How does this system work without violating the laws of thermodynamics? This is especially pertinent as the claimed system uses electrical energy to operate which would therefore suffer from generation inefficiencies.

    For example 1 mole of Carbon burned will release 393.5 Kj and produces 1 mole of CO2. Of this about 122kJ will be converted to electrical power in an average power plant . If this electrical power is used to split the CO2 molecules formed then it will allow one third of a mole of CO2 to be split and that is assuming that the bond splitting occurs with 100% efficiency with respect to energy supplied to the reaction system which is not even remotely likely.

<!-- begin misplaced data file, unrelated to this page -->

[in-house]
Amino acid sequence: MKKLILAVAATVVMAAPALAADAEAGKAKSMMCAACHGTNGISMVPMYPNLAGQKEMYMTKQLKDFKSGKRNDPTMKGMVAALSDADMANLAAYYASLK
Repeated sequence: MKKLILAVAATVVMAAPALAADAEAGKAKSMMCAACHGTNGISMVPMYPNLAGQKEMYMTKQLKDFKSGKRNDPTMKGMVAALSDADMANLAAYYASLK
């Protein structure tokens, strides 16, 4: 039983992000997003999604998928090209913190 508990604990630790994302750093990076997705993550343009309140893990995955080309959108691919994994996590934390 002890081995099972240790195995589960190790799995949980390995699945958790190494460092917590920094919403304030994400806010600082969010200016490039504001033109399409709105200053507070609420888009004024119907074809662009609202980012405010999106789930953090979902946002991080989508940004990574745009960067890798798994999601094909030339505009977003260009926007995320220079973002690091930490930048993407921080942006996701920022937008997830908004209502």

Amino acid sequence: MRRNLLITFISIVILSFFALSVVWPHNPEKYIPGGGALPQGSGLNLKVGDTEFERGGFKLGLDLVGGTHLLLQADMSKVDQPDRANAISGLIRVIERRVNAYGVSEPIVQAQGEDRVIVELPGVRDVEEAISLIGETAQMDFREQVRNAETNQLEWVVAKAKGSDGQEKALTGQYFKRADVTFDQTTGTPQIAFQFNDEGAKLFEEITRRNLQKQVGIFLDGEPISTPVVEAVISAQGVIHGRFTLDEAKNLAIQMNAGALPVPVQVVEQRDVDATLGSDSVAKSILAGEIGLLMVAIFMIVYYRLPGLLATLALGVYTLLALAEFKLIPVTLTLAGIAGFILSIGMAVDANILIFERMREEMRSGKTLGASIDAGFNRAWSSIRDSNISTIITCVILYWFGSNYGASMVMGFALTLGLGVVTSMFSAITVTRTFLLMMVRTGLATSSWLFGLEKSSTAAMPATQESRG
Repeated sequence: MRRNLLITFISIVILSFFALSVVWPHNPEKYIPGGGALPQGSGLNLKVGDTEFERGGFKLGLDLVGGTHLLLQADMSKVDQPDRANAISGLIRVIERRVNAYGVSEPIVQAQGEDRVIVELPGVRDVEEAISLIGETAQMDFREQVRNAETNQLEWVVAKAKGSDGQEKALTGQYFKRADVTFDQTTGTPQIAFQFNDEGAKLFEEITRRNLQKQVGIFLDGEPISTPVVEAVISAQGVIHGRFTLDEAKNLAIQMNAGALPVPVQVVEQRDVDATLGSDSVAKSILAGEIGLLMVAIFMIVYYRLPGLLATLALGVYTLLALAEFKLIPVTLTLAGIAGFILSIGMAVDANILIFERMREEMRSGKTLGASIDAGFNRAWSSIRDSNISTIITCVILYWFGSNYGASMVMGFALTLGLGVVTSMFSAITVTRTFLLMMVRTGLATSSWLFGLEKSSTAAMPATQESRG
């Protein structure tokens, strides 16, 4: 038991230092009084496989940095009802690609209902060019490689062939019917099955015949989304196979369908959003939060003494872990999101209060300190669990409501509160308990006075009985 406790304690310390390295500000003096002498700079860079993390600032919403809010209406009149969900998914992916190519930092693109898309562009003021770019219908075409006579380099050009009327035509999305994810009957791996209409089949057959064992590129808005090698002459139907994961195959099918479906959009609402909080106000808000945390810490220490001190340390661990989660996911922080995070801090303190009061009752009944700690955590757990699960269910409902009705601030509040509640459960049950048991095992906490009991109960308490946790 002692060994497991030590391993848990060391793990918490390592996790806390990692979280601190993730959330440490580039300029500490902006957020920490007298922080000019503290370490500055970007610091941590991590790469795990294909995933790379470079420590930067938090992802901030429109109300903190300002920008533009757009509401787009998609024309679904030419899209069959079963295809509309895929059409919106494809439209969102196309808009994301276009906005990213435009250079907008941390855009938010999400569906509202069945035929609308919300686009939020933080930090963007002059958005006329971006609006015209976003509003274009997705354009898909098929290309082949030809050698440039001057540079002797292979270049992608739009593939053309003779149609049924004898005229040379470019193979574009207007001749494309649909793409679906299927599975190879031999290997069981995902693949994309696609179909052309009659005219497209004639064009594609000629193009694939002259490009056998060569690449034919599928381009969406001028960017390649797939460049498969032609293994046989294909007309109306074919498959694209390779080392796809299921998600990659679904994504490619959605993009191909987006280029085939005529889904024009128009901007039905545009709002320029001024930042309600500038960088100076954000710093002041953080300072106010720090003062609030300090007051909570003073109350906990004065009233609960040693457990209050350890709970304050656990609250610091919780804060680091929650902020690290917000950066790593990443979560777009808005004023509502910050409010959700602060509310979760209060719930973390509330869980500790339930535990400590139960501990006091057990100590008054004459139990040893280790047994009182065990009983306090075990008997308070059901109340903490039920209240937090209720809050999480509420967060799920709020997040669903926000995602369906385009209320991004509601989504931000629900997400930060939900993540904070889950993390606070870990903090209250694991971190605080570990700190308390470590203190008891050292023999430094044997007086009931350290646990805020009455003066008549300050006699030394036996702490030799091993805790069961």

Even if you do manage to circumvent the laws of thermodynamics how do you separate the atomised carbon from the oxygen before combustion reoccurs.

    Can someone explain to me what I have missed that makes this system feasible? It just seems to be so full of holes that it can’t be genuine.


  3. Viva
    on Nov 21st, 2009
    @ 12:24 am